3. If necessary, use timeboxing rather than burning out participants. A subsequent meeting can pick up where you leave off, with fresh energy.
  4. Schedule the most important stuff the early in your meeting and, when possible, schedule the meeting for the first part of the day.
  5. We believe that two ten-minute breaks are superior to the traditional fifteen to twenty-minute breaks traditionally offered. We do project counting timers, however, and do not allow breaks to become eleven-minute (or longer). Do NOT penalize people who are on time by waiting for people who are not.

Demand Evidence (Think Deeply)

Challenge the intuitive, short-term thinking for support that takes a long-term view and deeper insight into implications and consequences. What are the deeper associations? Because the cost of omissions, that is ‘missing stuff’, is exorbitantly high (especially with information technologies). We need to more fully value and appreciate some of the longer exercises that may be required to bring discussions to a higher level.  By challenging and demanding evidence, the facilitator removes the myopic view from participants and forces them to be integrative with their thinking. But understand, causal diagrams take longer than ideation sessions.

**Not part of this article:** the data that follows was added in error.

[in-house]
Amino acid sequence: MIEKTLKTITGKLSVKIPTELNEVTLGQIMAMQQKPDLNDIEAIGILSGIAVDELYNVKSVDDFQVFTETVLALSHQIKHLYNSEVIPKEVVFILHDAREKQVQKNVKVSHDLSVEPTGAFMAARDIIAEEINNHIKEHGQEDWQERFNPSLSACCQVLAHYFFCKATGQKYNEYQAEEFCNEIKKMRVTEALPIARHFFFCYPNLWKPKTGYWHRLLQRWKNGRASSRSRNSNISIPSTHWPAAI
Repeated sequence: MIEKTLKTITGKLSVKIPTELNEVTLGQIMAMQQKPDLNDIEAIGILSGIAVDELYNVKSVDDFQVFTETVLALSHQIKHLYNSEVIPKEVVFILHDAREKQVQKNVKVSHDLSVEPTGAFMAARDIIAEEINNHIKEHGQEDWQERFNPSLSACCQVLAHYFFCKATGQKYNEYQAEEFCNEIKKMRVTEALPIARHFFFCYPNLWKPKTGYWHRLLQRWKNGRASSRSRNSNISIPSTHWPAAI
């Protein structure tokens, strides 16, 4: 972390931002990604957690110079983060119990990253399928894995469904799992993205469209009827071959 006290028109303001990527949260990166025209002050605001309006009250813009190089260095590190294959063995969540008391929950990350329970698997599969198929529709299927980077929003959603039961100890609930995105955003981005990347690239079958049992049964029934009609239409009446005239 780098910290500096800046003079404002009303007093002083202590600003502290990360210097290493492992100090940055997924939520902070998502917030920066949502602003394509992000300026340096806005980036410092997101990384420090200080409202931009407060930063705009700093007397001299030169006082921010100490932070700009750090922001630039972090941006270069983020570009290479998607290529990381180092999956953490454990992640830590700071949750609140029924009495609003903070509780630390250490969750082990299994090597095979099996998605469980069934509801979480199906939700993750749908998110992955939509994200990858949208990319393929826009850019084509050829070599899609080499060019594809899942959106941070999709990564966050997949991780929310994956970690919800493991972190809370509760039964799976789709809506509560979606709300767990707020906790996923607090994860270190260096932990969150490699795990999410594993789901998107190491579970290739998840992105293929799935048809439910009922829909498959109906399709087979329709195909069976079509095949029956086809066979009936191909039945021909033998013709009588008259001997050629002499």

Get Graphic

Visual imagery also stimulates making it easier to analyze. Images (ie, iconic) and sketches (ie, illustrative) are more efficient for capturing complex relationships than narrative (ie, written) terms. If you work in a multi-national organization, graphical displays mitigate some of the challenges associated with translations and transliterations. Mapping stimulates—the power of patterns remains unchallenged and continues to be supported by most scientific research across a broad spectrum of disciplines. Mapping, such as logical models and process flow diagrams, make it easier to identify omissions and more fully explain the complex relationships that exist among the components being discussed.

Write That Down

In addition to providing visual stimulation, if it is not written down it will be forgotten. In other words, if it is not written down, it did not happen. Do not waste everyone’s time, please write it down. It is easier to delete later than to recall what was said, “back then.”

Zen of the Experience (use all the senses):

When physical/ spatial, visual, and sound (and optimally even taste and smell) harmonize, we create more vivid associations that improve our memory recall. Who cannot recall the smell, standing at the seashore, of an “ocean breeze”.  To amplify your meeting’s ‘Zen’, use analogies. Educators have known for centuries that learning is amplified when explained via analogy or metaphor. For nearly thirty years now, we have been promoting the use of analogy or metaphor as a way to explain the agenda and how the pieces fit together.